In lit a few days ago, we were doing presentations, introducing ourselves and presenting something that's contemporary to us. There was a girl who did a beautiful, passionate presentation, blowing us all off our seats. At the end, the professor asked, "So, what's your name?", for she'd forgotten to mention it. "Oh, Sophia," she answered, "Names don't matter. There's a guy from home, he works in a record store, we have so many great conversations about life - I don't know his name. I just don't pay attention to such meaningless little things."
I've been thinking about names a lot lately. Your name isn't who you are. Your name doesn't define you. Your name, truly, is just an convenience. Yet, for some reason, we see it as a measure of knowing someone, of closeness. Is it really? Names are arbitrary.
"What's in a name? That which we call a roseIsn't all language arbitrary? By definition, language is a set of arbitrary symbols and sounds, only our knowledge lends them meaning.
By any other name would smell as sweet."
Romeo and Juliet (II, ii, 1-2)
But names are different. I'm a person. I'm a student. I'm an American. I'm so many things, yet I am my name. There's no actual or implied connection between myself and any other Ксения in the world, like there is between one rose and the next. Then why, why do these arbitrary sounds matter?
What if a name does matter? I ended my previous blog on this topic by mentioning something I saw on the news once: a woman who would help parents name their children based on the personality traits they wanted them to have. You want your kid to be friendly? Optimistic? Intelligent? Well, you should definitely name him Ryan! Have you ever noticed any similarities between all or most people of a certain name? Junior year, my best friend and I determined that every guy named Kyle was gay (Kyle, I hope you're reading this and laughing).
I've been thinking about chosen names. A chosen name serves the same purpose as a given name, a convenient title with which to address someone, to call them out of a crowd. Yet, something seems to be missing - or is there something more to it? Without the experience of growing into it, of carrying it from birth, is a chosen name as "real" as a given name, or is it more real, more a part of oneself than a given name could ever be?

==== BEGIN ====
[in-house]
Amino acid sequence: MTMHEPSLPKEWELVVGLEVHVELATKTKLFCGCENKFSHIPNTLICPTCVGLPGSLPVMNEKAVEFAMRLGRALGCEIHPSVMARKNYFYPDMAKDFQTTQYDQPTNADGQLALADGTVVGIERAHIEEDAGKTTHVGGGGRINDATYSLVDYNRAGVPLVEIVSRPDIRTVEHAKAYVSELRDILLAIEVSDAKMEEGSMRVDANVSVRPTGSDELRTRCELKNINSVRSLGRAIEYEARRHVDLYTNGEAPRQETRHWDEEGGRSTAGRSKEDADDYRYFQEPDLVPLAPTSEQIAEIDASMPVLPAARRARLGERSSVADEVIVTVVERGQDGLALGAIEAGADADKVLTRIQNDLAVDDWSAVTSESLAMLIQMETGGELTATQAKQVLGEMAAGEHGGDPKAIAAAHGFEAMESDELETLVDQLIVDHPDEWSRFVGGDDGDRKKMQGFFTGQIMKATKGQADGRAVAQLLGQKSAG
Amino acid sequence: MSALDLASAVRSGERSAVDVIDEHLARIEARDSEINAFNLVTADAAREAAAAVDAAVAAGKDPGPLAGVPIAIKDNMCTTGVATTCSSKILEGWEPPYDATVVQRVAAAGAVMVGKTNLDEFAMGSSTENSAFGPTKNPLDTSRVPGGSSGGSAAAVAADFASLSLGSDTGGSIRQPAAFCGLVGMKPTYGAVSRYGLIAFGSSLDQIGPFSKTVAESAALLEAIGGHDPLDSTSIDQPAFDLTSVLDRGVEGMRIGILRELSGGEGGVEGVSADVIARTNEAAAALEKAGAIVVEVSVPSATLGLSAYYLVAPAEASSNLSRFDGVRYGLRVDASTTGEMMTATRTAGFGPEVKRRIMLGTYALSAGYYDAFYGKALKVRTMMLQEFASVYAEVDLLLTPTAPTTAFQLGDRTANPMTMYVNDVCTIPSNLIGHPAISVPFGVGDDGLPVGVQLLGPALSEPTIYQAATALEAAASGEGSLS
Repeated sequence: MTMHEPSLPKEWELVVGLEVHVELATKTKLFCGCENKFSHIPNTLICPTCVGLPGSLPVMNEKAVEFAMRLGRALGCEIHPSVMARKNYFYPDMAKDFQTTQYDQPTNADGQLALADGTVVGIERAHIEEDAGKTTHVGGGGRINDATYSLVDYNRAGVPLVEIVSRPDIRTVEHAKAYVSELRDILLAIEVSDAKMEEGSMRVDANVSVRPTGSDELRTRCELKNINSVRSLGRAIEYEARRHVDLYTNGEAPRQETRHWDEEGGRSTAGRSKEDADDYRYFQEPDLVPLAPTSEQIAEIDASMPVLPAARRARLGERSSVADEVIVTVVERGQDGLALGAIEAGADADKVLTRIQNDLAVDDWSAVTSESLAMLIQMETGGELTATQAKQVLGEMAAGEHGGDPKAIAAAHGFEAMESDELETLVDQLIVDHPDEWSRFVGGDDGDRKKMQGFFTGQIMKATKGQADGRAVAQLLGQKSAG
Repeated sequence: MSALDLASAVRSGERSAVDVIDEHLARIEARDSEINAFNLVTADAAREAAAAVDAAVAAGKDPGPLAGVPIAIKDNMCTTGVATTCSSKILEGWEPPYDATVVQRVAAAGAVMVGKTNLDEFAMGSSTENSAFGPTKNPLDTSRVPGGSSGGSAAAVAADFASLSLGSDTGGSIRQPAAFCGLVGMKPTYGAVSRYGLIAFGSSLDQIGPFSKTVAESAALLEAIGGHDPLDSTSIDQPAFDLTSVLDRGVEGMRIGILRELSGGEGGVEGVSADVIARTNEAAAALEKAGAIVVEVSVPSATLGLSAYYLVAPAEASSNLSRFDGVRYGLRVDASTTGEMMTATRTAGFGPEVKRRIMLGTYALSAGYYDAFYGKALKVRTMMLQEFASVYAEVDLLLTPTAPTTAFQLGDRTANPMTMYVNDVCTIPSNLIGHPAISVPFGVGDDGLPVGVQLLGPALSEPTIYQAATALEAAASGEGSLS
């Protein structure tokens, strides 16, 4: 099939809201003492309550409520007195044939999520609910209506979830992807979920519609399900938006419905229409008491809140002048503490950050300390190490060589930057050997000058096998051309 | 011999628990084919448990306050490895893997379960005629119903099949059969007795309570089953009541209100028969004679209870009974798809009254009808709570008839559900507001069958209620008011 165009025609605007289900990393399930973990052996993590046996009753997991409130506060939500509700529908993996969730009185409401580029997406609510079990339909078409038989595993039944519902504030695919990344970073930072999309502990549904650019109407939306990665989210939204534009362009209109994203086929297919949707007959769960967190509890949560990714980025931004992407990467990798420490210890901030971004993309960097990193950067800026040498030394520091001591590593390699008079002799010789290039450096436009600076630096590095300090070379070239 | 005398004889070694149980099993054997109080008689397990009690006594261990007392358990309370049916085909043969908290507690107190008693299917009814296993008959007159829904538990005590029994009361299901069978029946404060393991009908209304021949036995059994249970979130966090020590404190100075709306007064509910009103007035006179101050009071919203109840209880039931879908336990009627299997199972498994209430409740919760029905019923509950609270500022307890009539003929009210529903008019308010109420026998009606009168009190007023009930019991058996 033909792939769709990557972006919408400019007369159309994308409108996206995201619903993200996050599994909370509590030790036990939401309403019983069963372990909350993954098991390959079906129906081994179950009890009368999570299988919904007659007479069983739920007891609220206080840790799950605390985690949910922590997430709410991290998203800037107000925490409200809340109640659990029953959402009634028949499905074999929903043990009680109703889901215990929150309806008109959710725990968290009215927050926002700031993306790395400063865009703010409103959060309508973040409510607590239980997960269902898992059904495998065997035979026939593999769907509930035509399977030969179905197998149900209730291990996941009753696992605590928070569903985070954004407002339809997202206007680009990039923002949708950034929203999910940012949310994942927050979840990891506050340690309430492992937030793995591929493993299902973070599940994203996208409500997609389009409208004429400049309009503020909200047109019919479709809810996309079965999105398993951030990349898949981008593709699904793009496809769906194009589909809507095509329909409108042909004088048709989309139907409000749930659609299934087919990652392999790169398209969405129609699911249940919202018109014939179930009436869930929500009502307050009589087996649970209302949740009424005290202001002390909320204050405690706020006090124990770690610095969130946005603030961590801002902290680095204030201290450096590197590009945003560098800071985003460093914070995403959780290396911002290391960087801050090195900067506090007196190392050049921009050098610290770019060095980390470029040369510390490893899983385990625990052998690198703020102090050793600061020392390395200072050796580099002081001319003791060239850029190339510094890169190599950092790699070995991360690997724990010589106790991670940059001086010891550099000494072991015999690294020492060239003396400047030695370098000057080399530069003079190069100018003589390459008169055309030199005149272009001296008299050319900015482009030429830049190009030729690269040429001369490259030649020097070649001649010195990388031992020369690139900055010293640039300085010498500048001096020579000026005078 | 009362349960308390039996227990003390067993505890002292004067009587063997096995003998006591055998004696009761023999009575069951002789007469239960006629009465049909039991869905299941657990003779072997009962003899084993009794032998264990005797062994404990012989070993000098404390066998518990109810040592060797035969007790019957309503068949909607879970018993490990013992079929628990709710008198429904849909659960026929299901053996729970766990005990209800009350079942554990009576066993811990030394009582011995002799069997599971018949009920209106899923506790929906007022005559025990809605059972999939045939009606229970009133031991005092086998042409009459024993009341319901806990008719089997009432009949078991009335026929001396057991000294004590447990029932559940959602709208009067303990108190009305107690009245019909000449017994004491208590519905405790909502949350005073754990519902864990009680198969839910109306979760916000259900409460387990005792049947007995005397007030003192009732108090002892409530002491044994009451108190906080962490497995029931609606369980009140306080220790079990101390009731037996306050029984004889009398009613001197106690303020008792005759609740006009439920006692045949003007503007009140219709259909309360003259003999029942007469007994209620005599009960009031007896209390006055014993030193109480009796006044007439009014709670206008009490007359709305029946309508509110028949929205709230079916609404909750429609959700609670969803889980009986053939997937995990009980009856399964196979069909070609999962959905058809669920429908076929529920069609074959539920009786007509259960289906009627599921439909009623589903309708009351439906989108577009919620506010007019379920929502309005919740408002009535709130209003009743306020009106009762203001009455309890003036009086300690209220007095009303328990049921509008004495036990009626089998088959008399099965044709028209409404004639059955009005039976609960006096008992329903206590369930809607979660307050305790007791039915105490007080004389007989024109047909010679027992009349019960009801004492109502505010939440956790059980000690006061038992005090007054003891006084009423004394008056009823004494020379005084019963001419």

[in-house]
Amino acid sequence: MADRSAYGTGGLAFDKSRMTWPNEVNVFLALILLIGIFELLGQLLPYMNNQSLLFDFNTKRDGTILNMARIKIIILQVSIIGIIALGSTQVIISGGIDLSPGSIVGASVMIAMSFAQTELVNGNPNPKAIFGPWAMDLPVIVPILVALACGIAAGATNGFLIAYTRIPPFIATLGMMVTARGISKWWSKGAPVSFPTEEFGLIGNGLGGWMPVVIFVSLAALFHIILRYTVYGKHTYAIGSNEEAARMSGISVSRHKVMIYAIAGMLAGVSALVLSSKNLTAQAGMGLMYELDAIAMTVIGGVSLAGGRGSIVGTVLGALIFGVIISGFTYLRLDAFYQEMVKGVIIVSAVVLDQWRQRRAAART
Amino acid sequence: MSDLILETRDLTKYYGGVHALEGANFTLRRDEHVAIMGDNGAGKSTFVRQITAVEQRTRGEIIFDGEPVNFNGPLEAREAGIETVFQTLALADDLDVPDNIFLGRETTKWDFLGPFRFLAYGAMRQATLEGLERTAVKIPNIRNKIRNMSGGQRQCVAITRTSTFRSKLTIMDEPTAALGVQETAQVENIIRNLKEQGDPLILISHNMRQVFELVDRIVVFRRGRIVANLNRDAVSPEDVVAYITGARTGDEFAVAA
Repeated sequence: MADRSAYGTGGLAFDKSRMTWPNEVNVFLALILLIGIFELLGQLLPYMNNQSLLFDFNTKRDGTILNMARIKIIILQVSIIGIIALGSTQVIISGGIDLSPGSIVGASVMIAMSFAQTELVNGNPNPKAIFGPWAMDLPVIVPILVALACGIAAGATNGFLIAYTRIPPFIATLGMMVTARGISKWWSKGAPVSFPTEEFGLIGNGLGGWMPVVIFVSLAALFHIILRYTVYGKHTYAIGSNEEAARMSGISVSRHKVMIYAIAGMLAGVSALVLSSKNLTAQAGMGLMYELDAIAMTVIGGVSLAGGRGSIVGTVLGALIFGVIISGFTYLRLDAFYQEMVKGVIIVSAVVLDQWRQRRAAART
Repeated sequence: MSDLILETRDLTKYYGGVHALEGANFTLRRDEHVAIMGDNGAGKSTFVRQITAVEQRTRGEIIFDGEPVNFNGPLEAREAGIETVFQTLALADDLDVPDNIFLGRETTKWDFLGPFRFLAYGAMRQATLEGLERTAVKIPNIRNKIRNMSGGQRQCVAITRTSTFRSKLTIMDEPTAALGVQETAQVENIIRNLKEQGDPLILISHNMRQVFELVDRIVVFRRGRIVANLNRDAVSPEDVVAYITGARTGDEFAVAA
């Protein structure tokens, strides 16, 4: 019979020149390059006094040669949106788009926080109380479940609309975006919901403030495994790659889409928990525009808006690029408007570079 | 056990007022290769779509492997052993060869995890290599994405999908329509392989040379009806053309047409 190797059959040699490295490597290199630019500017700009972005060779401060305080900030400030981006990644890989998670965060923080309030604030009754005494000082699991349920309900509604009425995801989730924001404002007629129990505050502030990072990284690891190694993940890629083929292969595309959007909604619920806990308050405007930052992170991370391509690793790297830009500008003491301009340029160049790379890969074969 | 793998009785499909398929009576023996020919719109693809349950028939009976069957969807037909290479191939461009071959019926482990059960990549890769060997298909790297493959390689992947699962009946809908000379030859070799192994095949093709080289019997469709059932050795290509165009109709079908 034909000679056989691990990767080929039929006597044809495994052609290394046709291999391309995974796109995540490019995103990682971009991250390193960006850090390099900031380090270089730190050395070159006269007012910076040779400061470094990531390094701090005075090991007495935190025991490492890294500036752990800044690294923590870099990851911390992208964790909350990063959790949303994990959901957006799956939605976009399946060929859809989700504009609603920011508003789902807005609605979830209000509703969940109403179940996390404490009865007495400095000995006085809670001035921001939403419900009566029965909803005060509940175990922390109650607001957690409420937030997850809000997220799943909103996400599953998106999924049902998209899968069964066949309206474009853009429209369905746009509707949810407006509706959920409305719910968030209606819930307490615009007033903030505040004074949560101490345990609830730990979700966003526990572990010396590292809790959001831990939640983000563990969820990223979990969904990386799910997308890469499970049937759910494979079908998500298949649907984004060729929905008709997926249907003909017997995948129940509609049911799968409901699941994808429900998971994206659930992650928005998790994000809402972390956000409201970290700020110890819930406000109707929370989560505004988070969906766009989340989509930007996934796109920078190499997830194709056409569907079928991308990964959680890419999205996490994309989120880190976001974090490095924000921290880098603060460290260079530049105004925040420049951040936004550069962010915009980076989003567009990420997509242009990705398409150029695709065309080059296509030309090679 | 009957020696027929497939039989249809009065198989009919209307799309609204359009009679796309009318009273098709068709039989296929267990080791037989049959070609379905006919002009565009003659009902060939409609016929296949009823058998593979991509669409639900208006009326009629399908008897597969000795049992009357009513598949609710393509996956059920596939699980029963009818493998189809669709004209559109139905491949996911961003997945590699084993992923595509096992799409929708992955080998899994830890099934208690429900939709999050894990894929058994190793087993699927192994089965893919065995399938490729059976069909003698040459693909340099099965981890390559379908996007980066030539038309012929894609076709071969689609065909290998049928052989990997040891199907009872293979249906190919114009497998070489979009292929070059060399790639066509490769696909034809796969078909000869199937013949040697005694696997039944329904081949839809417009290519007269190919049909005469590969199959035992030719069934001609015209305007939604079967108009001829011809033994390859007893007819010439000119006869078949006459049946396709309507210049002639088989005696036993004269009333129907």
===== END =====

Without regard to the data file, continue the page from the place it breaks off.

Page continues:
Of course, there are those that change their name for no apparent reason. Then, there are certain communities, certain groups of people, where all names are chosen names, not given names. What is a name in such a culture? I'm thinking about Asian-American immigrants, trans folk, and Deaf culture.
The latter I find especially intriguing. We watched a film in my linguistics class last semester about ASL and American Deaf culture. Deaf individuals discussed selecting names upon entering schools for the deaf. Their name signs weren't arbitrary, but represented something about them, such as the way their hips swayed. Now that, to me, seems like a real name.
I'm thinking about spelling. How you spell your name is a huge part of it, and many people put a lot of thought into how they spell their chosen name. I've been thinking about the first letter of a name, and how fond people grow of it. When I decided to choose a new name for college, a friend said "Why don't you just choose something random? Like, Chloe or something." I couldn't. What mattered to me more than anything else was that the first letter of my name - "K" - remained the same; and not just the "k" sound, but the letter - "K". I'm not the only one, and I've seen this first letter phenomenon again and again and again.
I've also been thinking about a different type of chosen name, nicknames within a certain group of people: camp names, online personas, drag names, etc. These names are still real, but in such a different way. I'm not a different person when I'm Cream - really, I'm not - but yet I have a different name.
Why names? Why do we love them, hate them, think about them, learn them when we meet someone? Why do we gasp them during sex? I am more than my name. I am more without my name.